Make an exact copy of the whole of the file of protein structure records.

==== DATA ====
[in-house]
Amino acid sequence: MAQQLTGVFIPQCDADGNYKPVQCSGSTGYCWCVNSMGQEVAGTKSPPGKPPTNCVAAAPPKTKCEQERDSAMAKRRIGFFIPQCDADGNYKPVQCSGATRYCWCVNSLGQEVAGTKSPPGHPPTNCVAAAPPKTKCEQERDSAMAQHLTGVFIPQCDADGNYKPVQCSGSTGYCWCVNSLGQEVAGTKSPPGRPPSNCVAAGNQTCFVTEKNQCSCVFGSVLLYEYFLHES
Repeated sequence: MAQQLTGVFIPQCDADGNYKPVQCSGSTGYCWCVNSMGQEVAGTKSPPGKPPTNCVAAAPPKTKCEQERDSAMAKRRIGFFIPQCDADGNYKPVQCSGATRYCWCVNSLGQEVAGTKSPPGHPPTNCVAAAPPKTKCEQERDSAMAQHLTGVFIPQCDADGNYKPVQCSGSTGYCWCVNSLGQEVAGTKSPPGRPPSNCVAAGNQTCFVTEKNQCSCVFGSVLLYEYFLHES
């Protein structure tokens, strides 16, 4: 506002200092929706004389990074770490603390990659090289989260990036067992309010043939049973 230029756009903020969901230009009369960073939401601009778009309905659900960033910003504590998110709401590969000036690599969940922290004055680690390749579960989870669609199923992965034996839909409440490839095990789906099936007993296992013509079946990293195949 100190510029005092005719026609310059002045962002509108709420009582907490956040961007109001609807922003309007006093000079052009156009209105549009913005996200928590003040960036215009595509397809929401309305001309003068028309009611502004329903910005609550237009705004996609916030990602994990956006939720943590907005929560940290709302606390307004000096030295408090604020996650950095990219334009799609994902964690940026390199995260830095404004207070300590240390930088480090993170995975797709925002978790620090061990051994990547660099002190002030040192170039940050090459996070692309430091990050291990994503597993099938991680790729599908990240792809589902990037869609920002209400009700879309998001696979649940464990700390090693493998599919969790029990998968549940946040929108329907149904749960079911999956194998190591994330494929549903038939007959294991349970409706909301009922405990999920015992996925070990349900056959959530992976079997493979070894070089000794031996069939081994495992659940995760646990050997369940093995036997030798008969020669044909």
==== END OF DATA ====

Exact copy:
[in-house]
Amino acid sequence: MAQQLTGVFIPQCDADGNYKPVQCSGSTGYCWCVNSMGQEVAGTKSPPGKPPTNCVAAAPPKTKCEQERDSAMAKRRIGFFIPQCDADGNYKPVQCSGATRYCWCVNSLGQEVAGTKSPPGHPPTNCVAAAPPKTKCEQERDSAMAQHLTGVFIPQCDADGNYKPVQCSGSTGYCWCVNSLGQEVAGTKSPPGRPPSNCVAAGNQTCFVTEKNQCSCVFGSVLLYEYFLHES
Repeated sequence: MAQQLTGVFIPQCDADGNYKPVQCSGSTGYCWCVNSMGQEVAGTKSPPGKPPTNCVAAAPPKTKCEQERDSAMAKRRIGFFIPQCDADGNYKPVQCSGATRYCWCVNSLGQEVAGTKSPPGHPPTNCVAAAPPKTKCEQERDSAMAQHLTGVFIPQCDADGNYKPVQCSGSTGYCWCVNSLGQEVAGTKSPPGRPPSNCVAAGNQTCFVTEKNQCSCVFGSVLLYEYFLHES
């Protein structure tokens, strides 16, 4: 506002200092929706004389990074770490603390990659090289989260990036067992309010043939049973 230029756009903020969901230009009369960073939401601009778009309905659900960033910003504590998110709401590969000036690599969940922290004055680690390749579960989870669609199923992965034996839909409440490839095990789906099936007993296992013509079946990293195949 100190510029005092005719026609310059002045962002509108709420009582907490956040961007109001609807922003309007006093000079052009156009209105549009913005996200928590003040960036215009595509397809929401309305001309003068028309009611502004329903910005609550237009705004996609916030990602994990956006939720943590907005929560940290709302606390307004000096030295408090604020996650950095990219334009799609994902964690940026390199995260830095404004207070300590240390930088480090993170995975797709925002978790620090061990051994990547660099002190002030040192170039940050090459996070692309430091990050291990994503597993099938991680790729599908990240792809589902990037869609920002209400009700879309998001696979649940464990700390090693493998599919969790029990998968549940946040929108329907149904749960079911999956194998190591994330494929549903038939007959294991349970409706909301009922405990999920015992996925070990349900056959959530992976079997493979070894070089000794031996069939081994495992659940995760646990050997369940093995036997030798008969020669044909």